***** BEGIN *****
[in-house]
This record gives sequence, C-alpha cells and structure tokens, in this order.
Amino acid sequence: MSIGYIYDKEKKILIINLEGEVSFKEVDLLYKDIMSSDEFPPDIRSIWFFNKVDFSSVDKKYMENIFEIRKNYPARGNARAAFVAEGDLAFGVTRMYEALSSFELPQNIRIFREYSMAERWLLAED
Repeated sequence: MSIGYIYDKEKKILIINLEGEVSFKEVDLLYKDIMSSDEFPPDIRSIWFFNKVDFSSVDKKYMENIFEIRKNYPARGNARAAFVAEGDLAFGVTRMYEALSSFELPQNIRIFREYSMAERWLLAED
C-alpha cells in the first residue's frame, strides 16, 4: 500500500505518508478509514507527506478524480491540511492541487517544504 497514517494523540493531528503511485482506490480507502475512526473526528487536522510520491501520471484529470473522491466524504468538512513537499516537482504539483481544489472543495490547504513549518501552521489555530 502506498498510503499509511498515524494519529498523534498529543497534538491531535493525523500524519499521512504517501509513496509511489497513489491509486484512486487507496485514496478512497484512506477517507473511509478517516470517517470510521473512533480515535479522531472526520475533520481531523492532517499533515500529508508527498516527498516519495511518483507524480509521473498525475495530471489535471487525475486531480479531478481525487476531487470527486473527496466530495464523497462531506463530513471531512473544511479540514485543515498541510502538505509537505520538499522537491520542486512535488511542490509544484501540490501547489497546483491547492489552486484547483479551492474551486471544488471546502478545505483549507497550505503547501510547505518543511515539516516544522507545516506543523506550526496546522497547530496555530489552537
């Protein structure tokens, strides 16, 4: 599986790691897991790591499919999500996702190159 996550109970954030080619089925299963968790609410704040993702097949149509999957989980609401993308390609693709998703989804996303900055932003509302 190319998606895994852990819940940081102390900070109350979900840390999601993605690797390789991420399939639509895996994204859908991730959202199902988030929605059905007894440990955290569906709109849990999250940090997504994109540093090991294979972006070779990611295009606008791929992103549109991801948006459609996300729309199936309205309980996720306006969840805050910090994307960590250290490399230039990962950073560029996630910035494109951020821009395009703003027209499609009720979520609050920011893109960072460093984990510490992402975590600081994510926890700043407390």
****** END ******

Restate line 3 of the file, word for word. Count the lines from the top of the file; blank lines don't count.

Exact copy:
Amino acid sequence: MSIGYIYDKEKKILIINLEGEVSFKEVDLLYKDIMSSDEFPPDIRSIWFFNKVDFSSVDKKYMENIFEIRKNYPARGNARAAFVAEGDLAFGVTRMYEALSSFELPQNIRIFREYSMAERWLLAED